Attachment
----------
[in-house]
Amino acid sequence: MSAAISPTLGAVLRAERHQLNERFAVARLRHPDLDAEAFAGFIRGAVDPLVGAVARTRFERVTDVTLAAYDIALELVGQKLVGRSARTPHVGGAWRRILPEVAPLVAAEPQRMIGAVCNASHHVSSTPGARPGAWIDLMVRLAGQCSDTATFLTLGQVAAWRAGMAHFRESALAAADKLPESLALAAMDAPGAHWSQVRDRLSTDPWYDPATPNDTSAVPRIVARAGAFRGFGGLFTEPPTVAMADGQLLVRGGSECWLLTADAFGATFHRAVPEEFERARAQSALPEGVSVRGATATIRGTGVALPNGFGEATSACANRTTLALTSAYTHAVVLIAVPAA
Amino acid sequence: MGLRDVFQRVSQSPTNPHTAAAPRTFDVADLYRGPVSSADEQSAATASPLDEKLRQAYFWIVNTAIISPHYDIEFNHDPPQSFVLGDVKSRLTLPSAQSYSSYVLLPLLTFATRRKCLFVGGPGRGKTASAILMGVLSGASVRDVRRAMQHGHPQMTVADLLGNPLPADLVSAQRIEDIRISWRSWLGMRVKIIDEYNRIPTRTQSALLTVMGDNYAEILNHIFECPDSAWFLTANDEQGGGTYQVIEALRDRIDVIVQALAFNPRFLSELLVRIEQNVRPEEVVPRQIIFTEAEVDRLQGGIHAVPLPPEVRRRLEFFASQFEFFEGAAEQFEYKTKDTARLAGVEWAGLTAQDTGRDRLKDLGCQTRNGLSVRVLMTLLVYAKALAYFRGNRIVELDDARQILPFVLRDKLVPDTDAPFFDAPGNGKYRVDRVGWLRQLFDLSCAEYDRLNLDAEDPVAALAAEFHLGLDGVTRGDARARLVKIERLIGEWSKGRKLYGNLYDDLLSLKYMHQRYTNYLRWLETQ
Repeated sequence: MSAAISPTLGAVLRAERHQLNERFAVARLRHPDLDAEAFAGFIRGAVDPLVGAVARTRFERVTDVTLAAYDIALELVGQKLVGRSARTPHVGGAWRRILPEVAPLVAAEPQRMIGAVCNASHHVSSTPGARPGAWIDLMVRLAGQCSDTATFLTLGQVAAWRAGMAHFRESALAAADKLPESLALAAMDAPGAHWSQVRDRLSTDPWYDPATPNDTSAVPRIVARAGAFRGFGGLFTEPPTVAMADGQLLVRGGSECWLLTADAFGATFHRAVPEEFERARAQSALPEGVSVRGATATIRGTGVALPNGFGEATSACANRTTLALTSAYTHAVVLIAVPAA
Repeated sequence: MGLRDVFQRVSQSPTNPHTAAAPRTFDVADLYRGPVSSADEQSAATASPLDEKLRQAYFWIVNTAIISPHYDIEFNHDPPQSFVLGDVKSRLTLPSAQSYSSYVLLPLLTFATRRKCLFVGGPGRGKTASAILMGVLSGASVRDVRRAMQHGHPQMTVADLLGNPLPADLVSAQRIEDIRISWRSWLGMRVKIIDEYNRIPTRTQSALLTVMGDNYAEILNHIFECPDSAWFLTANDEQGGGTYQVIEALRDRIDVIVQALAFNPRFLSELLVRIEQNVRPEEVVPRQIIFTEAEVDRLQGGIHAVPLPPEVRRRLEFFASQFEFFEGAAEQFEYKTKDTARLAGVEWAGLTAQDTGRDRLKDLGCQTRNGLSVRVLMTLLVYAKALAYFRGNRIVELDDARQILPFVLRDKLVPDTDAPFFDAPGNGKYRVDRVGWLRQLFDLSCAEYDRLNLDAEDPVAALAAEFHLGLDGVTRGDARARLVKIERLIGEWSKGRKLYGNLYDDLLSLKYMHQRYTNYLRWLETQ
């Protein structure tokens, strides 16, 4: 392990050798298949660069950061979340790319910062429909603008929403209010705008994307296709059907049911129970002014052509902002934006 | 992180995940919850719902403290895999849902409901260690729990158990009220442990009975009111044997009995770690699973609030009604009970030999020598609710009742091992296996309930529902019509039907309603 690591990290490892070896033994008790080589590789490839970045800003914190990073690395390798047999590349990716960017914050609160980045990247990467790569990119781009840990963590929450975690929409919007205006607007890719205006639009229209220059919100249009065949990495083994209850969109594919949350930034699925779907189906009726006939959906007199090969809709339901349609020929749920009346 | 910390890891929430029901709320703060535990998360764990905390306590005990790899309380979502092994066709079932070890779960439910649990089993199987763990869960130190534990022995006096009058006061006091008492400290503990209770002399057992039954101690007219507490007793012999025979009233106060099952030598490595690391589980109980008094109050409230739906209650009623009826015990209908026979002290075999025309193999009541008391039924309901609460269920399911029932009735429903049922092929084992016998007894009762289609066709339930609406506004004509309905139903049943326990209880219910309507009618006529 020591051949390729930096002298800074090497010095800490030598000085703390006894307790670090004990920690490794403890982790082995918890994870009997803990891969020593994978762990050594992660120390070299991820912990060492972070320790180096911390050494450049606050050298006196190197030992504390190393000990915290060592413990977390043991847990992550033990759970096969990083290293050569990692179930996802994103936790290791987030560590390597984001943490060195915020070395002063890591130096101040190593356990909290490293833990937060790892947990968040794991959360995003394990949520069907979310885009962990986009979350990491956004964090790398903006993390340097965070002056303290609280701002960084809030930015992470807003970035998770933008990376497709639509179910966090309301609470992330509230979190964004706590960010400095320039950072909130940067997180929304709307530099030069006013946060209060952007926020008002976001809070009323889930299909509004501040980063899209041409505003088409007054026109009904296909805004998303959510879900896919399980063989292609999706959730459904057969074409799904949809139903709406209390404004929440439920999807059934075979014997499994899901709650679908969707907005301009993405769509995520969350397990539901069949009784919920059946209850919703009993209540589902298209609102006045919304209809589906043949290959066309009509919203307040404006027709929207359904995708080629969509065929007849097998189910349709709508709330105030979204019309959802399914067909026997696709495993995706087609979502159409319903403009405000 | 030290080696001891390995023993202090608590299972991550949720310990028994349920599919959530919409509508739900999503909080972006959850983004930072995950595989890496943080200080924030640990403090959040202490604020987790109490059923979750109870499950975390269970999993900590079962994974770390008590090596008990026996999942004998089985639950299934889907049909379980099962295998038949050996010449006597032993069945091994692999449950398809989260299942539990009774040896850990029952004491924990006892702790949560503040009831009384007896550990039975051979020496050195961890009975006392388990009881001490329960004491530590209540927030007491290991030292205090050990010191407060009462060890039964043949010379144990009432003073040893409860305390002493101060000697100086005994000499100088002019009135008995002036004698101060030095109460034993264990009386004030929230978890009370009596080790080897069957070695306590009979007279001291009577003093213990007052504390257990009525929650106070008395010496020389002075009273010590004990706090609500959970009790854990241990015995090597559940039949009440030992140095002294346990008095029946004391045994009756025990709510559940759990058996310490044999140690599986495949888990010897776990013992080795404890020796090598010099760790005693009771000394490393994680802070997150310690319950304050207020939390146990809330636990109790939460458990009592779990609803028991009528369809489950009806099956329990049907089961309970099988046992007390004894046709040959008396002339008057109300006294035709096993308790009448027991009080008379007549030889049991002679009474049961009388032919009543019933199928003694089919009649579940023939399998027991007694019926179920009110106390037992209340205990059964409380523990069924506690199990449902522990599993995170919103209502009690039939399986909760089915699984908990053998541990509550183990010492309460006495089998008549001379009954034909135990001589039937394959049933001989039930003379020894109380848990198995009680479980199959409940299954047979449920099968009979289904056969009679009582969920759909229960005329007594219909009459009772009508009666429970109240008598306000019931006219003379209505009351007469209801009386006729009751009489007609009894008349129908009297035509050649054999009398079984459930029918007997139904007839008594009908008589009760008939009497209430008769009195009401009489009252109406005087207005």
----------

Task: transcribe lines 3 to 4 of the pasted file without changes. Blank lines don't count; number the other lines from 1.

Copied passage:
Amino acid sequence: MGLRDVFQRVSQSPTNPHTAAAPRTFDVADLYRGPVSSADEQSAATASPLDEKLRQAYFWIVNTAIISPHYDIEFNHDPPQSFVLGDVKSRLTLPSAQSYSSYVLLPLLTFATRRKCLFVGGPGRGKTASAILMGVLSGASVRDVRRAMQHGHPQMTVADLLGNPLPADLVSAQRIEDIRISWRSWLGMRVKIIDEYNRIPTRTQSALLTVMGDNYAEILNHIFECPDSAWFLTANDEQGGGTYQVIEALRDRIDVIVQALAFNPRFLSELLVRIEQNVRPEEVVPRQIIFTEAEVDRLQGGIHAVPLPPEVRRRLEFFASQFEFFEGAAEQFEYKTKDTARLAGVEWAGLTAQDTGRDRLKDLGCQTRNGLSVRVLMTLLVYAKALAYFRGNRIVELDDARQILPFVLRDKLVPDTDAPFFDAPGNGKYRVDRVGWLRQLFDLSCAEYDRLNLDAEDPVAALAAEFHLGLDGVTRGDARARLVKIERLIGEWSKGRKLYGNLYDDLLSLKYMHQRYTNYLRWLETQ
Repeated sequence: MSAAISPTLGAVLRAERHQLNERFAVARLRHPDLDAEAFAGFIRGAVDPLVGAVARTRFERVTDVTLAAYDIALELVGQKLVGRSARTPHVGGAWRRILPEVAPLVAAEPQRMIGAVCNASHHVSSTPGARPGAWIDLMVRLAGQCSDTATFLTLGQVAAWRAGMAHFRESALAAADKLPESLALAAMDAPGAHWSQVRDRLSTDPWYDPATPNDTSAVPRIVARAGAFRGFGGLFTEPPTVAMADGQLLVRGGSECWLLTADAFGATFHRAVPEEFERARAQSALPEGVSVRGATATIRGTGVALPNGFGEATSACANRTTLALTSAYTHAVVLIAVPAA